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Story of The Book
Paul Schatzkin with
George Everson in 1975
"Genius is eternal patience."
book has taken more than twenty-five years to finish.
I first heard of Philo T. Farnsworth in
the summer of 1973. I had just graduated from a branch of Antioch College
near Baltimore, where I majored in communications. I was off to California
to seek my fortune in the television industry, when I happened across
the most recent issue of a publication called Radical Software-an obscure
underground periodical that promoted the use of portable video recorders
for social action. Originally published from New York City, this new
issue was published from San Francisco and called the "Videocity"
edition, in homage to the medium's origins. The issue included an elegy
to Farnsworth, "The Electromagnetic
Spectrum Blues" by Max Crosley.
Lamenting the lack of TV coverage of Farnsworth's
death on March 12, 1971, Max wrote:
The electro-magnetic spectrum has the blues,
And not one of you has been unaffected by this man.
THEY OWE IT ALL TO HIM ...but they never said a word.
HE GAVE ALL
As they nothinged him right into nothing.
When Picasso was wildly experimenting with deco cement
THIS MAN WAS DRAWING WITH ELECTRONS,
You all know he went through here,
Whether you know his name or not.
HE RIGHT NOW IS COMMANDING YOUR LIVING ROOM MIND.
Until that chance encounter in the pages of a rather obscure publication,
I had never given the origins of television much thought. But there
was a quality to the illustrations that accompanied the poem, the photos
of the young Farnsworth holding his tubes and standing by a crude wooden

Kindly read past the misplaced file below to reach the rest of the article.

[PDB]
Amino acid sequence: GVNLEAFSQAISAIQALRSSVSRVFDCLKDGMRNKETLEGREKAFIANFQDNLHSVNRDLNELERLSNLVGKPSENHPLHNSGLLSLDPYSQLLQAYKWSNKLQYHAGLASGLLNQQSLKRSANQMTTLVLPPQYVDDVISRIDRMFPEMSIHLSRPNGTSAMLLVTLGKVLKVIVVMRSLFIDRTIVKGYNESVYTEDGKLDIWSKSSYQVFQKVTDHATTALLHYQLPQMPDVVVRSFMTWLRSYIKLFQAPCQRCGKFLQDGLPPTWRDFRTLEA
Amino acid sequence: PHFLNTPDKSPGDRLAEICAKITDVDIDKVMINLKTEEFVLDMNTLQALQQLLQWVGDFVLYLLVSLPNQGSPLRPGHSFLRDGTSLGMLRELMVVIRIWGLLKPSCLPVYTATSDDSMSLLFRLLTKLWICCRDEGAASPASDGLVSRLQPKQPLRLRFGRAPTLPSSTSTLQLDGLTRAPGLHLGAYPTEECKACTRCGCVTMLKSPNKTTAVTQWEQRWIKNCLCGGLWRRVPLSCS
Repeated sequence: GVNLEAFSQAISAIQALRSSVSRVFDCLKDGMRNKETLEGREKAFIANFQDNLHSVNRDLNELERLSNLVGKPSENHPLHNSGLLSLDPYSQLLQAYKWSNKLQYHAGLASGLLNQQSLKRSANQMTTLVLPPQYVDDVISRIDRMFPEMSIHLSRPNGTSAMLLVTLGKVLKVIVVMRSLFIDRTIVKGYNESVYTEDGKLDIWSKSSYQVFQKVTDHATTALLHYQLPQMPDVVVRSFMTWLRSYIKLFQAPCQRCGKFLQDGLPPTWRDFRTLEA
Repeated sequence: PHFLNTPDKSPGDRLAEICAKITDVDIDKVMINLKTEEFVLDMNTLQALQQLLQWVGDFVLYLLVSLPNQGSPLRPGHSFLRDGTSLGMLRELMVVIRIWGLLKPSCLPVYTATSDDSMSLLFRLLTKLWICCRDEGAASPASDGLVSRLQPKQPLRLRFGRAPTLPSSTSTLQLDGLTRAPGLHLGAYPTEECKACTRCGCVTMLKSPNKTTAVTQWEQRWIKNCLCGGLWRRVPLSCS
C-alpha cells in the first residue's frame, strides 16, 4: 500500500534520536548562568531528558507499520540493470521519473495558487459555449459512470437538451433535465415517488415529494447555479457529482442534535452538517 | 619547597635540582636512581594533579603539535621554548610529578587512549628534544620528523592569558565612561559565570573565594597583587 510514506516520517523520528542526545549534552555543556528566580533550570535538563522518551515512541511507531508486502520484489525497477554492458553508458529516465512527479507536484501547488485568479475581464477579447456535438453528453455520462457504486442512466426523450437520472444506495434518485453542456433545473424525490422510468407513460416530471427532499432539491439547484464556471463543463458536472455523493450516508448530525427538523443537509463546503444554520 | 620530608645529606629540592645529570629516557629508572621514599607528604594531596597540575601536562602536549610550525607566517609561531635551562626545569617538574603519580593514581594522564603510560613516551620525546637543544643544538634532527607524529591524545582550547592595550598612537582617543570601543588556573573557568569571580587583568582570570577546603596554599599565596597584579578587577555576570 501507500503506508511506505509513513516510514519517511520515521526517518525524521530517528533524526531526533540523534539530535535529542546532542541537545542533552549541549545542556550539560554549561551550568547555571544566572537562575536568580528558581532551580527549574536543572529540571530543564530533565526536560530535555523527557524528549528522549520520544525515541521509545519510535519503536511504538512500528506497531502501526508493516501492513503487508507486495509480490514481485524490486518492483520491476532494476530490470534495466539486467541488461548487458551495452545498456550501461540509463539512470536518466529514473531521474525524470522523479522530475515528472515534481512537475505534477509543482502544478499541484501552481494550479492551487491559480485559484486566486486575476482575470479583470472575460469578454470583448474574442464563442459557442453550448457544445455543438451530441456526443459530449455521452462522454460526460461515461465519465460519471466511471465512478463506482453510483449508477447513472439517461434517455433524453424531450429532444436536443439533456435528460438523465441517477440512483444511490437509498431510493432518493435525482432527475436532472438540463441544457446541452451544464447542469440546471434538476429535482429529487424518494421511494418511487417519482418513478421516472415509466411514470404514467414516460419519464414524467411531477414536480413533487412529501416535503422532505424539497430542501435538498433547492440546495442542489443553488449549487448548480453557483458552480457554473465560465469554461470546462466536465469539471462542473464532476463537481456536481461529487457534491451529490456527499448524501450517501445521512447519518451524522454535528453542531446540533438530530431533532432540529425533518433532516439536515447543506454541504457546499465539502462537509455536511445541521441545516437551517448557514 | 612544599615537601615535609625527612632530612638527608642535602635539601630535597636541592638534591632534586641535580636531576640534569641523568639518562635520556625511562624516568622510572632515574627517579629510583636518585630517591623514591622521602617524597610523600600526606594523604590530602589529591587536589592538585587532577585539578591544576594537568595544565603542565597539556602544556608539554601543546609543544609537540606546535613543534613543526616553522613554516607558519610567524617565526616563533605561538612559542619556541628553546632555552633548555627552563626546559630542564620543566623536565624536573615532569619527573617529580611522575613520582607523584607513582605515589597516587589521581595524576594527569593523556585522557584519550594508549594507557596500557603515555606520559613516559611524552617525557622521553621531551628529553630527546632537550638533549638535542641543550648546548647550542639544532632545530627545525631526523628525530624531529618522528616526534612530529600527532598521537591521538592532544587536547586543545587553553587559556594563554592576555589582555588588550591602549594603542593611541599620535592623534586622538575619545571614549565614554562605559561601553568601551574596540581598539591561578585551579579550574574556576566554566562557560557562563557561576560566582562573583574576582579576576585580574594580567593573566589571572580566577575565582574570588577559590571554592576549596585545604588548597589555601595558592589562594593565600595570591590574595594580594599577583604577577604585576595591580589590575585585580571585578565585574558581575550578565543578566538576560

camera box in the 1920s, that filled in a piece of history that I did
not even know was missing.
A few weeks later, rummaging through the
stacks at the Santa Monica library, I stumbled across The Story of Television:
The Life of Philo T. Farnsworth by George Everson. Everson, I learned
from this book, was the man who discovered Farnsworth in 1926, helped
arrange his financing, and remained one of his primary supporters until
the company was restructured in the late 1940s. I read the book quickly,
from cover to cover.
Still later that same summer, my former
college roommate, Tom Klein (now a Hollywood TV producer) and I took
a trip up the Pacific Coast Highway and stopped in Santa Cruz to visit
with a fellow I remember only as "Johnny Videotape"-a pseudonym
he'd adopted for his public-access cable video work. Johnny knew Phil
Geitzen, who had edited the "Videocity" issue of Radical Software,
and Geitzen knew Philo Farnsworth III, the TV inventor's oldest son.
It was through this chain of connections, on a hill overlooking the
Pacific in Santa Cruz in the summer of 1973, that I first heard the
word "fusion." The apocryphal way Johnny Videotape conveyed